It will also release the banks -- Bank of America Corp, Wells Fargo & Co, JPMorgan Chase & Co, Citigroup Inc and Ally Financial Inc. -- from civil government claims over faulty foreclosures and the mishandling of requests for loan modifications.
But the banks still face a host of other potential government enforcement actions and investor lawsuits related to their packaging of home loans into securities and other mortgage-related activities, according to Reuters.
Massachusetts Attorney General Martha Coakley and other state attorneys general still reserved the right to pursue allegations that the banks illegally used a national housing database, the Mortgage Electronic Registration Systems Inc, to initiate foreclosures without holding the actual documents, according to the New York Times.
Major banks also face tens of billions of dollars in claims from investors and companies that bought toxic mortgages from them and are pursuing legal actions of their own, according to the report.
One of the key sticking points during the negotiations had been the question of the scope of immunity from litigation. "If you are going to pay a lot of money, you want comfort that the matter is fully and finally released," said Tom Orrico, who leads the Financial Institutions Center of Excellence within Marsh's FINPRO Practice. "If you are not going to get that kind of comfort, that would be an issue." Without a sweeping immunity agreement, the top banks may not be able to avoid additional foreclosure litigation.
The banks have already set aside large pools of reserves to pay the cost of judgments and settlements, according to the New York Times report. Bank of America has set aside nearly $16 billion to handle potential claims, according to the report.
Ally Financial, one of the lenders involved in the settlement talks, said in late January that it will take a $270 million charge in the fourth quarter for penalties it expects to pay in the pending foreclosure settlement.
"A successful prosecution by the state attorneys general would necessitate some level of loss for the banks?whether it's an insurable loss is another question," said Jim Gray, executive vice president and chief underwriting officer of professional liability at Alterra Bermuda.
Losses arising from the foreclosure litigation typically would be covered under either an errors and omissions policy, or -- if there were shareholder litigation -- under the company's directors' and officers' policy.
Errors and omissions insurance is the coverage that banks would turn to first in connection with the foreclosure litigation issue.
Many of the largest banks, however, are unlikely to have errors and omissions insurance, and the banks that do have it may find that underwriters will argue that this litigation is tied to an earlier policy year and that the limits for that year have already been exhausted.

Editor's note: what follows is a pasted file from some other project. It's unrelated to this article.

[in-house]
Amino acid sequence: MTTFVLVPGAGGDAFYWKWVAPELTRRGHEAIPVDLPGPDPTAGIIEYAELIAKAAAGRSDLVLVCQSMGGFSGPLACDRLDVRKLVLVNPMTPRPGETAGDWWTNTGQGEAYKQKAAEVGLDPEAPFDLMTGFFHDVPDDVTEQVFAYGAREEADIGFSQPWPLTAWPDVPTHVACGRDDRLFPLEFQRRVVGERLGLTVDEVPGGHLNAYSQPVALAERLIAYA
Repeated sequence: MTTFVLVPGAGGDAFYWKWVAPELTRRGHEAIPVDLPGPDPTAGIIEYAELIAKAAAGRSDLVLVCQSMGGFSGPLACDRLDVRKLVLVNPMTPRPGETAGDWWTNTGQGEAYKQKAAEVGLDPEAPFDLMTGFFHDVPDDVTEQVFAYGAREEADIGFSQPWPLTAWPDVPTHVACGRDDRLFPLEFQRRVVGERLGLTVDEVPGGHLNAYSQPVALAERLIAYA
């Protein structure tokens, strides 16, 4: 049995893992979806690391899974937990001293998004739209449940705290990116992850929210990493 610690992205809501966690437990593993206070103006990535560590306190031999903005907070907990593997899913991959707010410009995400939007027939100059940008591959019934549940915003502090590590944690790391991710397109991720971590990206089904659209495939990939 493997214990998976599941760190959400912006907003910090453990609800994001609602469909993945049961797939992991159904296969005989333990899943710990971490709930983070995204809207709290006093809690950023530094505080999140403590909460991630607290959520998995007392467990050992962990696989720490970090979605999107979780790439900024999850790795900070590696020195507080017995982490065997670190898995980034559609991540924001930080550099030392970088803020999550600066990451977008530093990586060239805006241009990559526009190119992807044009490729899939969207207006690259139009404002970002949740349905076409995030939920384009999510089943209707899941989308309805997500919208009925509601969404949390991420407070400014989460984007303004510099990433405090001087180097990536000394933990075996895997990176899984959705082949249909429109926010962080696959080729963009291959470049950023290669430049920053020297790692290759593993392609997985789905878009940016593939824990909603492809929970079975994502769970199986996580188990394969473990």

Errors and omissions coverage "was not a universal across all of these companies," Gray said.
Outside the top handful of banks, the next tier of financial institutions with errors and omissions, as well as the B-side and C-side coverages for directors and officers, may not have enough limits to cover all of their losses from the foreclosure litigation crisis, O'Connell said.
Directors' & officers' coveragewould not come into play until there was shareholder litigation in connection with foreclosures, Gray said.
Even if there were shareholder litigation, there still might not be coverage under a company's directors' and officers' policy, said Kevin LaCroix, author of The D&O Diary blog and an attorney and executive vice president at OakBridge Insurance Services in Beachwood, Ohio.
Some policies might contain exclusions that would limit coverage, he said, and ther institutions might only carry A-side coverage.
A-side provides coverage directly to the directors and officers for loss resulting from claims made against them for their wrongful acts. A-side coverage applies where the corporation does not indemnify its directors and officers.
The good news for institutions buying directors' and officers' coverage is that the price has dropped.
There was a significant uptick in the directors' and officers' rate when the housing crisis first hit in the third quarter of 2007, but now the pricing has been on a downward trend.
Although there is still a significant inventory of litigation, a lot of insurers may have already factored that into their pricing, Orrico said.
"So we expect 2012 to be a flat market," he said.
PATRICIA VOWINKEL has covered the insurance industry for more than 15 years.
March 1, 2012